Tuesday, 5:03am
16 October 2012

Not the usual suspects

Film and theatre posters by lesser-known Polish designers go on show in East London

‘Iluzjon’, which opens later this week, showcases lesser-known Polish film and theatre posters from the 1960s and 70s, going beyond the usual suspects of Polish graphic design, writes Elizabeth Glickfeld.

Poland is renowned for its poster design and recently there has been a number of attempts to provide a more nuanced account of its graphic design history (See David Crowley’s review ‘Shadows over Poland’ in Eye 83) While designers such as Henryk Tomaszewski and Roman Cieslewicz have enjoyed much exposure in the West, this exhibition draws attention to other designers working in the heyday of Polish poster design. Commissioned by state-controlled film and theatre institutions during the Communist era, Polish designers often had to come up with lateral alternatives to the conventional star-centred photographic imagery used in foreign originals, which were deemed inappropriate.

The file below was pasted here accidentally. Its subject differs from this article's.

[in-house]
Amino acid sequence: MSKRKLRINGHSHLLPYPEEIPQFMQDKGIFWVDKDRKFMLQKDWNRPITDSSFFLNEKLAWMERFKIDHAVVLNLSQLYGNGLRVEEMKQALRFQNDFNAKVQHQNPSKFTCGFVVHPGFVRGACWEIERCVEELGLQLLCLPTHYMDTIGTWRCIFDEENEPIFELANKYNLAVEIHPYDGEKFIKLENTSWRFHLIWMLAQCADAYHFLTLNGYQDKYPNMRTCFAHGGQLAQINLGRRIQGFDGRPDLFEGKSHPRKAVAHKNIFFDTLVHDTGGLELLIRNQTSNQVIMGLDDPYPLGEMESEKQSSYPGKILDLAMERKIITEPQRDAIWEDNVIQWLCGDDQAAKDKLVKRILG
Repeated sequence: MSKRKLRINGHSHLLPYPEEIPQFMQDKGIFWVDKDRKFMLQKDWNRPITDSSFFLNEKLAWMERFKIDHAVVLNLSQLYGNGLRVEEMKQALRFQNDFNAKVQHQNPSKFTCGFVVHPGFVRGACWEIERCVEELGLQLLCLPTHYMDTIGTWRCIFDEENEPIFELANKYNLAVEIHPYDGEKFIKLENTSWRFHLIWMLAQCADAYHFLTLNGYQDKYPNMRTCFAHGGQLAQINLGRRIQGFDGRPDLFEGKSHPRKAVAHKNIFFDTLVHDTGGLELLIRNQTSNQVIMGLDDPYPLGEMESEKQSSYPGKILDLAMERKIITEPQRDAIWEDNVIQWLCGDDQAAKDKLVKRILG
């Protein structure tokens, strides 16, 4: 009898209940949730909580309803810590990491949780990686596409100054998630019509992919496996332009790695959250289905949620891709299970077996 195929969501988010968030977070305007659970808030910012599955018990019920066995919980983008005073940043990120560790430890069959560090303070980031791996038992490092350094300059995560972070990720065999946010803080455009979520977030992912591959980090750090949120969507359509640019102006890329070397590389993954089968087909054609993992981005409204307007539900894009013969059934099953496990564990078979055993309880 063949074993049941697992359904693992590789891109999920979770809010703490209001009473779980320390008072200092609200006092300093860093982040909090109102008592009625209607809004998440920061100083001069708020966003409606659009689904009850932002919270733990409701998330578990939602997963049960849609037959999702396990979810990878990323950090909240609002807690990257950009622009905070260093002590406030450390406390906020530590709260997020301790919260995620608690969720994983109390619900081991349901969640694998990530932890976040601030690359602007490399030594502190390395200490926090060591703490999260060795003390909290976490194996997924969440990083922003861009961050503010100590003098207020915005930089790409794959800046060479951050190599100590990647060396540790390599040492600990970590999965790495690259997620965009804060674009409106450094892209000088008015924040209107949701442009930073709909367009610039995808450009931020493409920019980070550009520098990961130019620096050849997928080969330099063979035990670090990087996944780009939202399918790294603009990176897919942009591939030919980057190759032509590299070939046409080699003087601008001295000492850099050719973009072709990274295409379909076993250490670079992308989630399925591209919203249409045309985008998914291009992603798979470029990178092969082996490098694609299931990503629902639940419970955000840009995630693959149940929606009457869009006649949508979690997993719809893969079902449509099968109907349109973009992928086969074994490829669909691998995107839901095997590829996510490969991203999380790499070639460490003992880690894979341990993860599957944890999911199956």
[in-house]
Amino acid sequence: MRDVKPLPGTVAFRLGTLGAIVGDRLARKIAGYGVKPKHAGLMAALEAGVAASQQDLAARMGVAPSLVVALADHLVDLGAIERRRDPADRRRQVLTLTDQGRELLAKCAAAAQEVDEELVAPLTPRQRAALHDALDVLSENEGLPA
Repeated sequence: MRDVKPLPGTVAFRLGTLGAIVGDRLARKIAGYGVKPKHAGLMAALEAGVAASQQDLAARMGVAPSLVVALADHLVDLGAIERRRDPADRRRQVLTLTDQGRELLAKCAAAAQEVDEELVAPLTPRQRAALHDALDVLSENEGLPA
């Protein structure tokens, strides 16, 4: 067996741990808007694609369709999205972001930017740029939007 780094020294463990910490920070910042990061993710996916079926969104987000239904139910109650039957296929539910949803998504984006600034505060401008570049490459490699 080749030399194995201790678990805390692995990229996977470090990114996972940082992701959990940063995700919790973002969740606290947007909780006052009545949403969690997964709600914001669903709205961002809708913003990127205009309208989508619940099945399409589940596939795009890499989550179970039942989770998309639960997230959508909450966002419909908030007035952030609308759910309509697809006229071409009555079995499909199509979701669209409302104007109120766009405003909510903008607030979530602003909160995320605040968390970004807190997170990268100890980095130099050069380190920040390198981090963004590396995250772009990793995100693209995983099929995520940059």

Poster for the film Klute designed by Jan Mlodozeniec in 1973. Top: Poster for Peter Shaffer’s Czarna Komedia (Black Comedy) designed by Franciszek Starowieyski in 1969.
 

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The result was posters that in employing all manner of visual rhetorical strategies, from puns to metonymy, were graphically bold, conceptually clever and sometimes surreal, subversive and satirical.

Poster for Ibsen’s Budowniczy Solness (The Master Builder) designed by Waldemar Swierzy in 1971.

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The exhibition at creative agency Protein’s concept space in East London features posters by Wiktor Gorka, Waldemar Swierzy, Franciszek Starowieyski, Andrzej Krajewski, Jerszy Flisak, Maria Ihnatowicz and Jan Mlodozeniec, and also includes a film programme of rare Polish films, and a forum on the history and influence of Polish poster and graphic design.

‘Iluzjon’ runs from 19 to 29 October at the Protein Gallery, 18 Hewett Street, London EC2A 3NN. Open weekdays: 8am-6pm; Sat & Sun: 11am-4pm.

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